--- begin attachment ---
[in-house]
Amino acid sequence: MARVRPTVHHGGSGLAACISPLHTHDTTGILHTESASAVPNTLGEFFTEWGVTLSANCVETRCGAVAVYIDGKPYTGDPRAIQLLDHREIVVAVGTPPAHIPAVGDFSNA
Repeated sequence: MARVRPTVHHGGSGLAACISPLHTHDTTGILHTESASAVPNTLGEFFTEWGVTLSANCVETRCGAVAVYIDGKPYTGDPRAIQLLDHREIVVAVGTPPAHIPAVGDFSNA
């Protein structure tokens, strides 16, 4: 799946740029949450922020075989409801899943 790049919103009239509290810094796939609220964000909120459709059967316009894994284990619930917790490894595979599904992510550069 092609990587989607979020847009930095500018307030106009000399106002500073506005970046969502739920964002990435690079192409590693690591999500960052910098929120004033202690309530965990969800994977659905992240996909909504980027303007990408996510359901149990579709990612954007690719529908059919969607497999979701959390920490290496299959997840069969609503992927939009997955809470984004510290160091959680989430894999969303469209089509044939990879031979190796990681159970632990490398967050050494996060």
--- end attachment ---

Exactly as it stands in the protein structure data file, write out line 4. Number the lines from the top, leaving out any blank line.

């Protein structure tokens, strides 16, 4: 799946740029949450922020075989409801899943 790049919103009239509290810094796939609220964000909120459709059967316009894994284990619930917790490894595979599904992510550069 092609990587989607979020847009930095500018307030106009000399106002500073506005970046969502739920964002990435690079192409590693690591999500960052910098929120004033202690309530965990969800994977659905992240996909909504980027303007990408996510359901149990579709990612954007690719529908059919969607497999979701959390920490290496299959997840069969609503992927939009997955809470984004510290160091959680989430894999969303469209089509044939990879031979190796990681159970632990490398967050050494996060």